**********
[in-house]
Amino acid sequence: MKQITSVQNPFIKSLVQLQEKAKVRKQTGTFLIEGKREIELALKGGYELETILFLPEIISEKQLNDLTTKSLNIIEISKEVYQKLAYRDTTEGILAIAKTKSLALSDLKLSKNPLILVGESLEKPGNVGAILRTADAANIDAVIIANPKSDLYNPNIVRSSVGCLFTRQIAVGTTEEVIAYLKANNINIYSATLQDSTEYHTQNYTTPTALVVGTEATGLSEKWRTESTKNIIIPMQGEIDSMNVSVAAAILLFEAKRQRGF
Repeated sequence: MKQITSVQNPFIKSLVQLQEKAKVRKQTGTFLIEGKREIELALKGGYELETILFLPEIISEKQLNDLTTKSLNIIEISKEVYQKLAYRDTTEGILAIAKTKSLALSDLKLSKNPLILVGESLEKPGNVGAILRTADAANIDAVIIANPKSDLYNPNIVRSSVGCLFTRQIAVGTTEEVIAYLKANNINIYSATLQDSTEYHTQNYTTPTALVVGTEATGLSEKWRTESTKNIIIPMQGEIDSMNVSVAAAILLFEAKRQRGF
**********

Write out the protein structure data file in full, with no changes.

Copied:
[in-house]
Amino acid sequence: MKQITSVQNPFIKSLVQLQEKAKVRKQTGTFLIEGKREIELALKGGYELETILFLPEIISEKQLNDLTTKSLNIIEISKEVYQKLAYRDTTEGILAIAKTKSLALSDLKLSKNPLILVGESLEKPGNVGAILRTADAANIDAVIIANPKSDLYNPNIVRSSVGCLFTRQIAVGTTEEVIAYLKANNINIYSATLQDSTEYHTQNYTTPTALVVGTEATGLSEKWRTESTKNIIIPMQGEIDSMNVSVAAAILLFEAKRQRGF
Repeated sequence: MKQITSVQNPFIKSLVQLQEKAKVRKQTGTFLIEGKREIELALKGGYELETILFLPEIISEKQLNDLTTKSLNIIEISKEVYQKLAYRDTTEGILAIAKTKSLALSDLKLSKNPLILVGESLEKPGNVGAILRTADAANIDAVIIANPKSDLYNPNIVRSSVGCLFTRQIAVGTTEEVIAYLKANNINIYSATLQDSTEYHTQNYTTPTALVVGTEATGLSEKWRTESTKNIIIPMQGEIDSMNVSVAAAILLFEAKRQRGF